Facebook CEO Mark Zuckerberg spends $59 million on Lake Tahoe properties
TAHOE CITY, Calif. — Facebook CEO Mark Zuckerberg has joined the ranks of celebrity homeowners at Lake Tahoe.
The 35-year-old purchased two of the West Shore’s most iconic properties during the past several months, as first reported by the Wall Street Journal, striking deals for the Carousel Estate and adjoining Brushwood Estate for a reported price tag of $59 million.
The Carousel Estate, located at 2340 Sunnyside Lane in Tahoe City, was put on the market for $29.5 million in November 2017, and according to the Wall Street Journal, was sold to Zuckerberg for $22 million in late 2018.
The property sits on roughly 3.5 acres, according to a past listing on Oliver Luxury Real Estate, and includes 300 feet of lake frontage, a marina-style pier and two buoys. The property’s main home has eight bedrooms and 9 ½ bathrooms along with a two-car garage. The Carousel Estate also includes a guest unit with three bedrooms, one bathroom, and a separate two-car garage.
Zuckerberg’s other purchase, the adjoining Brushwood Estate at 2360 Sunnyside Lane, was also put on the market in late 2017. The 6.2-acre estate was initially listed at $45 million, and was sold for a reported $37 million last January.
The historic property boasts 400 feet of lake frontage, a private pier and two buoys. The property has three homes, including a 6,954-square-foot main home and a 2,526-square-foot guest home, according to a past listing by Tahoe Luxury Properties, which said the site also included a 1,531-square-foot second guest home which was, at the time, in disrepair.
Adventure novelist Stuart Edward White named the property, taking inspiration from the Rudyard Kipling book “The Brushwood Boy.” White purchased the land in the 1920s, according to the listing, and used it as a retreat to write in the summer months.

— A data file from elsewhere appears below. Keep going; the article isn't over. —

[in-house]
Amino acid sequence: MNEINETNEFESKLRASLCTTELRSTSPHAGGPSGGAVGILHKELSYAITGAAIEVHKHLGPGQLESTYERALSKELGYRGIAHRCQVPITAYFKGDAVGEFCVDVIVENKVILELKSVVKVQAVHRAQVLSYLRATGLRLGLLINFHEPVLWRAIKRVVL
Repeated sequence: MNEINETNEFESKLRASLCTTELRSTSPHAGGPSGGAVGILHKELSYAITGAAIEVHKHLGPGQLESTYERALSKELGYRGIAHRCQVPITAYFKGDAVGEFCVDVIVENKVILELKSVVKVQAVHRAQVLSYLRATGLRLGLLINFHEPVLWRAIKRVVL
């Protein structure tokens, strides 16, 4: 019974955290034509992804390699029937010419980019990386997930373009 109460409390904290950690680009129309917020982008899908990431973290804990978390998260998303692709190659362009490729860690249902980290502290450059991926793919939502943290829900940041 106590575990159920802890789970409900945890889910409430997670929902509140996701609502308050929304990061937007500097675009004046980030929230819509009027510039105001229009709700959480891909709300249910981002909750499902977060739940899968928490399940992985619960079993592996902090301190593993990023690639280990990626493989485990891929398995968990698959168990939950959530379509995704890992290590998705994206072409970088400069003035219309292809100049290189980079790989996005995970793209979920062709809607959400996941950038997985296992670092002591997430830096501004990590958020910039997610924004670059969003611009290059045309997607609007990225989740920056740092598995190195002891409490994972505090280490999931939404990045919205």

Other amenities on the property include a hot tub, a wine room and a three-car garage.
The deals for the properties were kept under wraps, according to The Wall Street Journal, through the use of a limited-liability company named Golden Range, a high-end wealth manager, and a series of nondisclosure agreements, which required the listing pictures of the homes to be removed from the internet.
The two properties fall under the jurisdiction of the Tahoe Regional Planning Agency, according to Public Information Officer Chris Larson, meaning any potential construction would need to be approved by the agency.
“Right now there are no current permit applications on file for either of those properties,” said Larson. “But any plans that would come out, would be reviewed by the TRPA to insure that they meet the guidelines set forth in code.”
Zuckerberg is interested in a third property across the street as well, according to The Wall Street Journal, but has yet to finalize a deal.
“The best transactions are defined by sellers being willing to set their ego aside for the benefit of their customers and employees,” writes Mike Bosma.